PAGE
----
A Single Focus for the Best Results
Why Multitasking Isn't So Good
A lot of us would really like to believe that we are excellent at multitasking, but that is probably not the case. Scientists have studied brain function during ‘multitasking’ and found that our brains don’t really like to do two things at the same time. Instead, it tries to switch really quickly between the two things you are trying to do at once.
The problem? Your error rate goes up by 50%.
Therefore, whether you are doing small daily tasks or one big thing, it would seem that it is better to rather put all your focus on one thing and completing it, instead of trying to spin all the plates at once.
Before I share some insights into how you can go about achieving a single focus for better results, you can also have a look at what I do at A&E - we provide influencer marketing services and are a media agency.
1. Curb your enthusiasm
It is great to have many lofty goals, it’s what fuels us. The problem is trying to achieve them all at once. It is therefore better to have two lists, one with all the things you wish to achieve in your life and another, much smaller one with the things you are working on currently. If you try to achieve too much at once, you are almost certain to get overwhelmed, which will only make your goals that much harder to achieve.
2. Be realistic
It is a nice thought to put all your goals into neat little boxes, but life can be messy. Sometimes you are expected to do multiple things at once. But here you still can give each item its own slot of an hour or two. With good planning, you can get everything done, one at a time, and not worry about the other things while you are focusing on the task at hand.
When you have more than one project to focus on, you are going to frustrate yourself if you don’t prioritize your tasks. It is human nature to want to do the easy and fun stuff first, but we all know it doesn’t go away and is always at the back of your mind. Each day should start with naming one big thing that needs to get off your list. It may not be a fun job, but imagine yourself at the end of the da and how good it feels to have it in the bag. That should provide the motivation to just focus and do it.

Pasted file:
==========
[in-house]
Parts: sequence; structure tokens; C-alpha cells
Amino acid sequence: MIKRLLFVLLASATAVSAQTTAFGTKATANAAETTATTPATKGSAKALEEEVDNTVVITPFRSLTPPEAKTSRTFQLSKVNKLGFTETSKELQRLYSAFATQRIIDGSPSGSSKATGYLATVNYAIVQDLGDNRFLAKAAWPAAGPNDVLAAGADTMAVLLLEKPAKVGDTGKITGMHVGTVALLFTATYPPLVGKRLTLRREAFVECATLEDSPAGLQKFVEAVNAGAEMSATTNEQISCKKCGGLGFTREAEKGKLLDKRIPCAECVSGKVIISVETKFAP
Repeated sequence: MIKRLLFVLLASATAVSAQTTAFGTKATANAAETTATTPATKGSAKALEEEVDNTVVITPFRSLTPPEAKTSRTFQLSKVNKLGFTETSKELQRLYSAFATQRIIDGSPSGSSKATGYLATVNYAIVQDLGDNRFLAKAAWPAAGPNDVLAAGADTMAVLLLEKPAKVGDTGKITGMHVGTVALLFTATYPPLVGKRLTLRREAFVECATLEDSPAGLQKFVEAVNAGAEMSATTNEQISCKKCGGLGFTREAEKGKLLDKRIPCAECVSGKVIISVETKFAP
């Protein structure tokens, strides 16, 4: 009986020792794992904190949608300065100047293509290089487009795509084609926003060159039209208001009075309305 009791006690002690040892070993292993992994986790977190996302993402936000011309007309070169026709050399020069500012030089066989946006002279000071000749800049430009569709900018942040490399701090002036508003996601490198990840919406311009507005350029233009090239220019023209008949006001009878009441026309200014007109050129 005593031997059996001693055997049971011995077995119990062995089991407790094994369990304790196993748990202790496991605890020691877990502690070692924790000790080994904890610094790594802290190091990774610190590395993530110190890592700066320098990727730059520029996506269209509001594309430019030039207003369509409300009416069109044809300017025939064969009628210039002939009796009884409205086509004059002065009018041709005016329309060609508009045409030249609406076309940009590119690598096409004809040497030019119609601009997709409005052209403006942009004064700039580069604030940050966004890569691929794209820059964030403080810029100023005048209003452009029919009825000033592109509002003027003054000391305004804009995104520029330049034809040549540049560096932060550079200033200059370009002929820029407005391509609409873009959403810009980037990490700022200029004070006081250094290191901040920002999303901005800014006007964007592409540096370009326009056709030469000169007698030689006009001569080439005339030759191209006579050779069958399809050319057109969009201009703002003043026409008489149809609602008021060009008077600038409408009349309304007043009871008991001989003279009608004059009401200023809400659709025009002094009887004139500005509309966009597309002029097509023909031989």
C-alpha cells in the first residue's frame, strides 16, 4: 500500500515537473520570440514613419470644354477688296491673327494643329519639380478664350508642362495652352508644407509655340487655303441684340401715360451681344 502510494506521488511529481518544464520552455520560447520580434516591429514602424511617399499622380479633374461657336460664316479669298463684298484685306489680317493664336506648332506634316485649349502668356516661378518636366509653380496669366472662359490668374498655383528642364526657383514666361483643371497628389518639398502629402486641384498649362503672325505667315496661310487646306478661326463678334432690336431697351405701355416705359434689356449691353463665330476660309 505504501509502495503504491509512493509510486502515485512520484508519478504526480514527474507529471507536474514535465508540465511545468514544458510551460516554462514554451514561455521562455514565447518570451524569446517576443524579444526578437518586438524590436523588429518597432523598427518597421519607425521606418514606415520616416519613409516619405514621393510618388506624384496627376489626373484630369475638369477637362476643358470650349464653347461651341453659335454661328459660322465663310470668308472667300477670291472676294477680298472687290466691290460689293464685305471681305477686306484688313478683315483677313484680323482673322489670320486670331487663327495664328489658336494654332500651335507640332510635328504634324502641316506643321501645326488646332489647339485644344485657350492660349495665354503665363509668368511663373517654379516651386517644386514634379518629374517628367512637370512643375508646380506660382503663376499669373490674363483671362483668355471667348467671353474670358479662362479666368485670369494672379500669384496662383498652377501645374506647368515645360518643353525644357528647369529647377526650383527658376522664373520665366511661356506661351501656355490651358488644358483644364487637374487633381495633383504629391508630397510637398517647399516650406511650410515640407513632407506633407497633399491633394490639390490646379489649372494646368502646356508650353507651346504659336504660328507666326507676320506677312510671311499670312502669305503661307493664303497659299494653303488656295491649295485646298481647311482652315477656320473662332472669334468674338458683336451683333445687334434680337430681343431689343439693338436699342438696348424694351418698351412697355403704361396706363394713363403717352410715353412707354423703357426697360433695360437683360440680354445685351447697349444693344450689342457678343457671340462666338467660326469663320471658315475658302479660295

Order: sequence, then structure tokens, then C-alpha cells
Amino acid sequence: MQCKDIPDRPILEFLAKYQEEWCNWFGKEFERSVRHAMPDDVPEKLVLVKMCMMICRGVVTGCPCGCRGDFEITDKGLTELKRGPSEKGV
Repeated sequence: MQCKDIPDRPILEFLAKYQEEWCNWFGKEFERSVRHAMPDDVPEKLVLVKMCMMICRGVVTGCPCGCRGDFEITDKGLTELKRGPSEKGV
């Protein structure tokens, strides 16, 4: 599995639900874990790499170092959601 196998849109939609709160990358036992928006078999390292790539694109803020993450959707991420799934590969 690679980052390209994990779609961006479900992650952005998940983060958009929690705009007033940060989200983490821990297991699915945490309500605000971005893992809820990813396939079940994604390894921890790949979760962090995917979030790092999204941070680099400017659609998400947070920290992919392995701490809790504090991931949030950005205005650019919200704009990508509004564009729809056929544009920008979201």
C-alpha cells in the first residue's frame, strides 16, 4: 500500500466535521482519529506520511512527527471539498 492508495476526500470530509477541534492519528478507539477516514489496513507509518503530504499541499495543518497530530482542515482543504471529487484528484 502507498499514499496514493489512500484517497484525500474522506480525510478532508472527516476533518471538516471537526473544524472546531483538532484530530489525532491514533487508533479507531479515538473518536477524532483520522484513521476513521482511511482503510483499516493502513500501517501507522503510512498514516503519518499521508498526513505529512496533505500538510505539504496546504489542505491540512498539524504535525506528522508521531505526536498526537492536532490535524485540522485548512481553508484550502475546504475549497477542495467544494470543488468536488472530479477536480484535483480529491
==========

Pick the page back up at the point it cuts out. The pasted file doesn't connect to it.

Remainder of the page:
4. Manage expectations
If there is one thing that causes more errors than a lack of focus, then it’s pressure. If you plan your tasks and you see that you cannot get everything done in the right timeframe, you have to communicate it to others. Be honest. Tell them exactly what is on your plate and what a realistic timeframe is to complete their task according to the high standards that you set for yourself. When people see that you are responsible with your time management, they will be more inclined to accommodate you by pushing out a deadline or delegating some of your work to another person.
Take a moment and think about all of the things you are doing right now. Obviously, you are reading this article, but chances are good that you are also doing several things at once. Perhaps you're also listening to music, texting a friend, checking your email in another browser tab, or playing a computer game.
If you are doing several different things at once, then you may be what researchers refer to as a "heavy multitasker." And you probably think that you are fairly good at this balancing act. According to a number of different studies, however, you are probably not as effective as you think you are.
Be aware of the times when you're multi-tasking. There's a good chance you might do it so much that you don't even notice when you're doing it. Doing one task at a time may help you become more productive, and it may make each task more enjoyable.